On the surface Lucy Ricardo didn’t fit the societal norms of the day. As Betty Friedan wrote in her 1963 classic The Feminine Mystique, “The American housewife . . . was healthy, beautiful, educated, concerned only about her husband, her children, her home.” Happy homemakers could be found on every network, from the patient mom Margaret Anderson of Father Knows Best to the profoundly agreeable June Cleaver of Leave It to Beaver. Instead, on I Love Lucy, Lucy was a hot mess. There was something comforting, even liberating, about her inability to control her urges. She and Ricky became America’s favorite TV husband and wife.
Starting from the first season, Lucy performed a wide range of routines that effortlessly balanced comedy with sentiment and questioned the roles of men and women. “There is no doubt that Lucille Ball created a whole new audience for watching television,” said actress Carol Burnett. “She took you on some kind of a wild journey over those 22 minutes, and you could not wait to see what else she was going to cook up.” Americans tuned in in droves. Within six months, the audience reached 11 million, with I Love Lucy attracting 67 of every 100 nine o’clock Monday night viewers. That year I Love Lucy was nominated for an Emmy award for Best Comedy Show, and on May 26, 1952, Lucy graced the cover of TIME, with the headline, “Lucille Ball, Rx for TV: A Clown with Glamour.”
Read more: 100 Women of the Year—Lucille Ball
At the time, Lucy was pregnant again. The Code of Practices for Television Broadcasters prohibited anything sexually suggestive on the air, and that included even the discussion of pregnancy, since it implied that a couple, even a married one, had engaged in baby making. When told that his wife’s swollen belly could affect the program’s future, an incredulous Desi demanded, “What is so wrong if she has a baby in the show as Lucy Ricardo?” Executives suggested that Lucy could hide the pregnancy by sitting behind chairs or tables. “Not Lucy,” he responded. Still, most of the people who worked on the show feared the program would be canceled.
Eager to find a solution, Desi and writer Jess Oppenheimer discussed Lucy’s pregnancy with CBS and sponsor Philip Morris. With their approval, the producers decided to do something that had never been done before: incorporate the pregnancy into the script. Since the word “pregnancy” itself was not allowed on TV, they resorted to phrases like “expecting” and “with child,” and sought the blessings of a priest, a minister, and a rabbi who were given the script to read. “They didn’t change a word,” said writer Madelyn Pugh.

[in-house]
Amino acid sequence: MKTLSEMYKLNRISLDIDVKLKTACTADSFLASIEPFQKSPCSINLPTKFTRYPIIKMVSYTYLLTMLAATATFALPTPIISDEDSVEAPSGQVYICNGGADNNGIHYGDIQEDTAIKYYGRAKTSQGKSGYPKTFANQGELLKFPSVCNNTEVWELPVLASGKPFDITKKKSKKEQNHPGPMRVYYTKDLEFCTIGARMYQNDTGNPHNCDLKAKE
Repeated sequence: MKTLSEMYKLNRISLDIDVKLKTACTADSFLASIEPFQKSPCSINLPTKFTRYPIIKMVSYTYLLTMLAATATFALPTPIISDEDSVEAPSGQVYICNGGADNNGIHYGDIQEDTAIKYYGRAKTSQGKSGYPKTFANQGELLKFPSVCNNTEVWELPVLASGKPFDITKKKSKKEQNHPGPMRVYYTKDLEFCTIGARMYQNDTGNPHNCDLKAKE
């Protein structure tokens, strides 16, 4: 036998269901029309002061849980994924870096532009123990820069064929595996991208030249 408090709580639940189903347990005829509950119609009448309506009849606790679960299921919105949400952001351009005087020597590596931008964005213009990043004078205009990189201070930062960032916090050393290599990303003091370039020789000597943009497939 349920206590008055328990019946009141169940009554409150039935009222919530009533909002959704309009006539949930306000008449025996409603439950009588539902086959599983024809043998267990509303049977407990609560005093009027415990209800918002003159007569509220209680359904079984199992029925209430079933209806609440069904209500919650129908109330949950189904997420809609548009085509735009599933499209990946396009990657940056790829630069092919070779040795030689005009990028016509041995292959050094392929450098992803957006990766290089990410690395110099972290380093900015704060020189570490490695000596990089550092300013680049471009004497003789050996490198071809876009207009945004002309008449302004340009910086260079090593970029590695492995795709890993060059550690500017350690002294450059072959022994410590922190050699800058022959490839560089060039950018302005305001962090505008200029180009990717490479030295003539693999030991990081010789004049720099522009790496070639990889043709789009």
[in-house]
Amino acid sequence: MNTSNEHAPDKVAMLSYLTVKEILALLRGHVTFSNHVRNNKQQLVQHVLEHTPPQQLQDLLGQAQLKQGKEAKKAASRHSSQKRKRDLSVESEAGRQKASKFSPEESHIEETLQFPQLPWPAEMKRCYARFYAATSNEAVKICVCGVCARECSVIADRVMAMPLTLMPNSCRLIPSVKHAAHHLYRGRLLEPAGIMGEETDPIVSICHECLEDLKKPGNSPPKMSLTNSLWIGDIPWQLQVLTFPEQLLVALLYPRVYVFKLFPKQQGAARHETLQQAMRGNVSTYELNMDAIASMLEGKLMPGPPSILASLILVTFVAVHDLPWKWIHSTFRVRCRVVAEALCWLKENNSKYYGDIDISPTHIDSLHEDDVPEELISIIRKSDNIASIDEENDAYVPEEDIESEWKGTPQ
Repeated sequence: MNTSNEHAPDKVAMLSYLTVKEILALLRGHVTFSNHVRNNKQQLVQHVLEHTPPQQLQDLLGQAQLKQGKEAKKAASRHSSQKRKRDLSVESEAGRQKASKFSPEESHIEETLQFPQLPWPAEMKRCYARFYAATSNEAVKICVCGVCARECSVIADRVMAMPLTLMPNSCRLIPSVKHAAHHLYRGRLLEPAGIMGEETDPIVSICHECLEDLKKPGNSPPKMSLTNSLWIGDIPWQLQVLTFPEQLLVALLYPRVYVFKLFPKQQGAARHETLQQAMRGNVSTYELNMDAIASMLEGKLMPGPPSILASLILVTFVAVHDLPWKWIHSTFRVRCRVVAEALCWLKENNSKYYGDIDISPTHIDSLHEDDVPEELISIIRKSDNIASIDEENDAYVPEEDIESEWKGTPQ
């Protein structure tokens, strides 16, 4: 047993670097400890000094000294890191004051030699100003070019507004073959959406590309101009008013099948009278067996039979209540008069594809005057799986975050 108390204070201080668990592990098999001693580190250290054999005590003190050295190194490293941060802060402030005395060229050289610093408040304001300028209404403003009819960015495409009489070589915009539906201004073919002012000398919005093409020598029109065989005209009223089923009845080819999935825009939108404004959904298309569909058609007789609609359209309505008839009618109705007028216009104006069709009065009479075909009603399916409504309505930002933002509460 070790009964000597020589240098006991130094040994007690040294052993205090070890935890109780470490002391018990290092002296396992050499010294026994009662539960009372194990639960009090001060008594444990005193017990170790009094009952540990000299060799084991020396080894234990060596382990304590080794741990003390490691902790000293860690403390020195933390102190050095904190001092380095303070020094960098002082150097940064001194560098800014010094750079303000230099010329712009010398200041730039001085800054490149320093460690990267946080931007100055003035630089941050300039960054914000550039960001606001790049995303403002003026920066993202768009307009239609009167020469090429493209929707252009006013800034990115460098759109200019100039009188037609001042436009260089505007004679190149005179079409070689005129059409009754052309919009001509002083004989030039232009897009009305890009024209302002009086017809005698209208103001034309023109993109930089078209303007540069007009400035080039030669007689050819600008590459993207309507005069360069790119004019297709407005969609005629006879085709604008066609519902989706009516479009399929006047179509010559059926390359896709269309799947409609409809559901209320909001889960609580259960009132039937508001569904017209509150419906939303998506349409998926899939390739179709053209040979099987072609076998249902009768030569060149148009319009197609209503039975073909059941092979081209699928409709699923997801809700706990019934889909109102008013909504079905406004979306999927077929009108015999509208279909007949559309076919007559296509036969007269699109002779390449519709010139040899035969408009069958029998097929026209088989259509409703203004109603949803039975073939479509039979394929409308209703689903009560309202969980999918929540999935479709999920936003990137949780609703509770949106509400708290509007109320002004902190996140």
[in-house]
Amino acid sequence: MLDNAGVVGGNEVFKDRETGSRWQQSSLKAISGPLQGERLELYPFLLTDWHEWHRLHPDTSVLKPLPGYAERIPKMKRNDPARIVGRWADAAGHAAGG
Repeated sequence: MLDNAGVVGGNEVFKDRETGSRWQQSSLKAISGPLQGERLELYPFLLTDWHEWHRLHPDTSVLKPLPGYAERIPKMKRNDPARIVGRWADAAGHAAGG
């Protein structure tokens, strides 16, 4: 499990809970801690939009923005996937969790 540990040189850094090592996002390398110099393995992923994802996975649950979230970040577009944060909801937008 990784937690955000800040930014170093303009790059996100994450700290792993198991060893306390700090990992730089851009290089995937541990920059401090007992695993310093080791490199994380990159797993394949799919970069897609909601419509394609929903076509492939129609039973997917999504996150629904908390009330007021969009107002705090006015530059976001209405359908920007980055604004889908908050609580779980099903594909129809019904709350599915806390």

Lucy’s due date was in January. On Dec. 8, Lucy’s character breaks the news to Ricky in an episode titled “Lucy Is Enceinte,” using the French word for pregnant. Ricky is so busy with work that Lucy struggles to win his attention. Finally, she heads to his nightclub. While Ricky is performing, he is handed a note from an anonymous audience member who wants to tell her husband that they are going to “have a blessed event.”
As Ricky walks around the club singing “Rock-a-bye Baby,” he asks several couples if they are the lucky pair, but each one says no. He then notices Lucy seated at a table. “Hiya, honey,” he says, yet doesn’t notice that his glowing wife is nodding her head yes. Suddenly he catches on, kneels before her and tearfully announces, “It’s me. I’m going to be a father. How about that,” as he gazes into Lucy’s eyes. “The audience was in tears,” recalled director William Asher. “It was terribly emotional.”
Lucy scheduled a caesarean delivery for Monday, Jan. 19, 1953, and CBS readied the birth episode for broadcast that evening. Whether Lucille Ball had a boy or a girl, on I Love Lucy the baby was to be a boy. An unprecedented 44 million Americans gathering before three quarters of the nation’s TV sets tuned in to watch “Lucy Goes to the Hospital,” during which Ricky, Ethel, and Fred’s best-laid plans for getting her there dissolve into a beautifully choreographed slapstick sketch that echoed the antics of the Keystone Cops decades earlier.
Comedienne Edie Adams, who was performing in the hit Broadway musical Wonderful Town, recalled watching the episode backstage in New York. “We had a television set in the back for when Lucy had the baby. And the entire evening everybody was running back [asking] ‘Is it there? Is it?’” she said.
The birth of Desiderio Alberto Arnaz IV, known as Desi Jr. (and Little Ricky on TV, played initially by James John Ganzer and then by several sets of twins and young actors over the years), made headlines. “TV Actress Lucille Ball Gives Birth to Son, Exactly According to Script,” announced the International News Service. The following month, new mom Lucy won an Emmy for Best Comedienne, and Desi and Oppenheimer took home statuettes for Best Situation Comedy.
Desilu Productions was on a roll. As the studio’s output expanded, it became clear the production facility would need more space. The company bought a seven-acre lot on Cahuenga Boulevard and built nine soundstages, along with offices. From the new facility, the company turned out shows like Our Miss Brooks with Eve Arden and the pilot of Danny Thomas’s Make Room for Daddy. That year, LIFE featured Lucy, Desi, Lucie, and Desi Jr. on its April 6 cover, proclaiming them “TV’s First Family.”
This piece is adapted from LIFE’s special edition Lucille Ball: Her Life, Love and Legacy.
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